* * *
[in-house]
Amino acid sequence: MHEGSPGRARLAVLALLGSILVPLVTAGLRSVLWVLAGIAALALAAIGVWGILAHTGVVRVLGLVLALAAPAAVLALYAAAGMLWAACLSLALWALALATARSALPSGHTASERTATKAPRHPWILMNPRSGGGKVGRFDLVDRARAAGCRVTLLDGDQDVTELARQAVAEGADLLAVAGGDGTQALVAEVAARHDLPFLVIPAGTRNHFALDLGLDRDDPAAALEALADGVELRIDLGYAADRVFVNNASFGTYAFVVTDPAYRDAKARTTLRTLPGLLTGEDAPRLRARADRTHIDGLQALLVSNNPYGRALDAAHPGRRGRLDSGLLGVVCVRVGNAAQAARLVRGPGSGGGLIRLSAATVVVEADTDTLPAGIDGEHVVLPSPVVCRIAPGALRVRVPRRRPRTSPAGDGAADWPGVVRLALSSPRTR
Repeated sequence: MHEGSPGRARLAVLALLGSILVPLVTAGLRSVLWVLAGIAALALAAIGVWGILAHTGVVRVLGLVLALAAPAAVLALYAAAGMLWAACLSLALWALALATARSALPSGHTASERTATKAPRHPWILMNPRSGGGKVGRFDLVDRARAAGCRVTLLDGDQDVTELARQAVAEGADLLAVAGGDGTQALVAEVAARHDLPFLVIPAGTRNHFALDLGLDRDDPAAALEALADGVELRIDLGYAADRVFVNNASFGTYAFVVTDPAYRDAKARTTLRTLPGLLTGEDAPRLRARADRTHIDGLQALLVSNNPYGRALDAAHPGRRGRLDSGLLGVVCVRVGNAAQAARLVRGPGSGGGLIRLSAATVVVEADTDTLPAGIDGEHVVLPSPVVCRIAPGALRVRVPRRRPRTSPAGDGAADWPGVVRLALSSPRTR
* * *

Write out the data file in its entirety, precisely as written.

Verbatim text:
[in-house]
Amino acid sequence: MHEGSPGRARLAVLALLGSILVPLVTAGLRSVLWVLAGIAALALAAIGVWGILAHTGVVRVLGLVLALAAPAAVLALYAAAGMLWAACLSLALWALALATARSALPSGHTASERTATKAPRHPWILMNPRSGGGKVGRFDLVDRARAAGCRVTLLDGDQDVTELARQAVAEGADLLAVAGGDGTQALVAEVAARHDLPFLVIPAGTRNHFALDLGLDRDDPAAALEALADGVELRIDLGYAADRVFVNNASFGTYAFVVTDPAYRDAKARTTLRTLPGLLTGEDAPRLRARADRTHIDGLQALLVSNNPYGRALDAAHPGRRGRLDSGLLGVVCVRVGNAAQAARLVRGPGSGGGLIRLSAATVVVEADTDTLPAGIDGEHVVLPSPVVCRIAPGALRVRVPRRRPRTSPAGDGAADWPGVVRLALSSPRTR
Repeated sequence: MHEGSPGRARLAVLALLGSILVPLVTAGLRSVLWVLAGIAALALAAIGVWGILAHTGVVRVLGLVLALAAPAAVLALYAAAGMLWAACLSLALWALALATARSALPSGHTASERTATKAPRHPWILMNPRSGGGKVGRFDLVDRARAAGCRVTLLDGDQDVTELARQAVAEGADLLAVAGGDGTQALVAEVAARHDLPFLVIPAGTRNHFALDLGLDRDDPAAALEALADGVELRIDLGYAADRVFVNNASFGTYAFVVTDPAYRDAKARTTLRTLPGLLTGEDAPRLRARADRTHIDGLQALLVSNNPYGRALDAAHPGRRGRLDSGLLGVVCVRVGNAAQAARLVRGPGSGGGLIRLSAATVVVEADTDTLPAGIDGEHVVLPSPVVCRIAPGALRVRVPRRRPRTSPAGDGAADWPGVVRLALSSPRTR